Images of Microsoft's alleged specialized controller for accessibility users have now hit the internet ahead of the company's E3 conference, where it was most likely planning to announce it.
The controller was designed with the handicapped in mind. As such, it features two oversized A and B pads, a regular-sized d-pad, and the usual Xbox button and navigation controls. The leaked image comes from Twitter user WalkingCat.
Windows Central reports that Microsoft will give the controller a proper unveiling at E3.
Microsoft's New Accessibility Controller
It's hard to determine exactly how the controller will be able to accommodate various types of handicapped players, but according to speculation, those A and B pads are purportedly programmable. A row of inputs at the top can also be seen, presumably for connecting to other devices and mapping controls further. A USB port and a headphone jack are also built into the controller for much easier access. The device appears to sport the same LED design above the d-pad found on the redesigned Xbox One Elite controller, which was leaked back in January. As Engadget notes, that original version of the Elite controller was a boon for many disabled gamers given that it was highly customizable, and its parts were easy to remove and replace.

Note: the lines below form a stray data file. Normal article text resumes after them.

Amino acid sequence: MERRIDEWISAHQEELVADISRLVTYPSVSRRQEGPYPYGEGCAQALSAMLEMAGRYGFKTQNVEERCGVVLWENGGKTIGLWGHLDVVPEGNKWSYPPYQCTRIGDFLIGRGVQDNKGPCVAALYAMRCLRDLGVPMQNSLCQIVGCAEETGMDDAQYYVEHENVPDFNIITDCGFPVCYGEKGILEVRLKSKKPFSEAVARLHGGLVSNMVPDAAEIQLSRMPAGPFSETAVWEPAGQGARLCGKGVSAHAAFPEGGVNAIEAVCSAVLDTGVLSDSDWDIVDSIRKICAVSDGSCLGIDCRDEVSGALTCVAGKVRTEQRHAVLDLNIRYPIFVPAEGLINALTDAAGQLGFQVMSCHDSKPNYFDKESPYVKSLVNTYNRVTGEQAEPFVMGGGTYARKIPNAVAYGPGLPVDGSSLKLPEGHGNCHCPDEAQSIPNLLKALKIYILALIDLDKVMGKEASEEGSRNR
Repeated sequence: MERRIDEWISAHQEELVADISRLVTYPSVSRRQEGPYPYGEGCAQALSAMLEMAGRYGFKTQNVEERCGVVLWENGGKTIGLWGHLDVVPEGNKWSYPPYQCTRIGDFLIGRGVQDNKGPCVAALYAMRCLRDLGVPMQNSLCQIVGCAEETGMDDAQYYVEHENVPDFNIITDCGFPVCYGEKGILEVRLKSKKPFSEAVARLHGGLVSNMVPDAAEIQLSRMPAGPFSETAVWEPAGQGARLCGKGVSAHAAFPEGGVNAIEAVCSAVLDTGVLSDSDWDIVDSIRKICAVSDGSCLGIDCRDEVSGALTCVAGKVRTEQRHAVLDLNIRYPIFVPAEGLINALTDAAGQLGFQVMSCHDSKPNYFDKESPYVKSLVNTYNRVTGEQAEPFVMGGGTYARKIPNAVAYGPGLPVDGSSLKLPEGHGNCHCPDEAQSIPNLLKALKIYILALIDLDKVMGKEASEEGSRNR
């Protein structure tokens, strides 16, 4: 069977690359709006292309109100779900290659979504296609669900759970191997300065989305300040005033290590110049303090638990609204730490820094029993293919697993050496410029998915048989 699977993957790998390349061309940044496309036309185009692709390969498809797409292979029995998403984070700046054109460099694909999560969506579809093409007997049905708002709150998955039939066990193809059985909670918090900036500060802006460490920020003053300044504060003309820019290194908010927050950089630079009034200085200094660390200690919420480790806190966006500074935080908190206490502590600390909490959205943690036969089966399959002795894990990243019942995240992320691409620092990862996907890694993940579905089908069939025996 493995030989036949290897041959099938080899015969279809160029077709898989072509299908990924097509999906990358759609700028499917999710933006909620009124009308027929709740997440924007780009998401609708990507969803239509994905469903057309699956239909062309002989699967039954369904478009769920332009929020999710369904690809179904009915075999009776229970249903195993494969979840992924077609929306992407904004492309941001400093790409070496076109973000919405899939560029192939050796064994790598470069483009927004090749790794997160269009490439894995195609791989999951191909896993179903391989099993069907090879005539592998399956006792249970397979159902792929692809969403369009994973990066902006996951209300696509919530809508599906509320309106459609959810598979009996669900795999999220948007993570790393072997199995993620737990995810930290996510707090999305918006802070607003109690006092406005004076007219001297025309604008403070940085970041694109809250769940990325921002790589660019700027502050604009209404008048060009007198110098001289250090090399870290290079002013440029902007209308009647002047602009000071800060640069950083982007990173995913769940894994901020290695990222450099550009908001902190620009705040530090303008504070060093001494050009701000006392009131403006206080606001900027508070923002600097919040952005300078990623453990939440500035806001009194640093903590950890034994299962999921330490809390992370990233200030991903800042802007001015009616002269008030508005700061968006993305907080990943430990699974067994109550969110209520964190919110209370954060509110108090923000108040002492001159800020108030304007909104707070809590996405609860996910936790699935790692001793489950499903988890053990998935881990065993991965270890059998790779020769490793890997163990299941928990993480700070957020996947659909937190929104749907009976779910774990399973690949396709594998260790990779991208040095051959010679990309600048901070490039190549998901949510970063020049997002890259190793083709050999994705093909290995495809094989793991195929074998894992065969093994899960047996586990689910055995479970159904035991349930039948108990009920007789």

Microsoft is holding its keynote on June 10 for this year's E3, so perhaps more news about this controller will surface as the event nears.
If the leaked images turn out to be accurate, then handicapped players have something to celebrate about. Microsoft has increasingly been giving consideration to players who might need more accessibility features, and this controller serves as the latest example of its commitment to making sure gaming remains an inclusive pastime. As one can imagine, many games require precise and skillful maneuvering of controls, but sometimes these mechanisms present a number of problems for people who are not typically abled. As a result, they're often easily beaten when it comes to fast-paced games.
Gaming Controllers For The Disabled
A handful of charities such as AbleGamers have created custom controllers to help all types of gamers enjoy titles to the fullest, and it also modifies existing peripherals to allow people to control games by using only their mouths, eyes, and other parts of the body.
Make sure to check back with Tech Times for coverage of Microsoft's E3 event. Thoughts about the accessibility controller? Do you think other gaming companies should follow suit? As always, if you have anything to share, feel free to sound them off in the comments section below!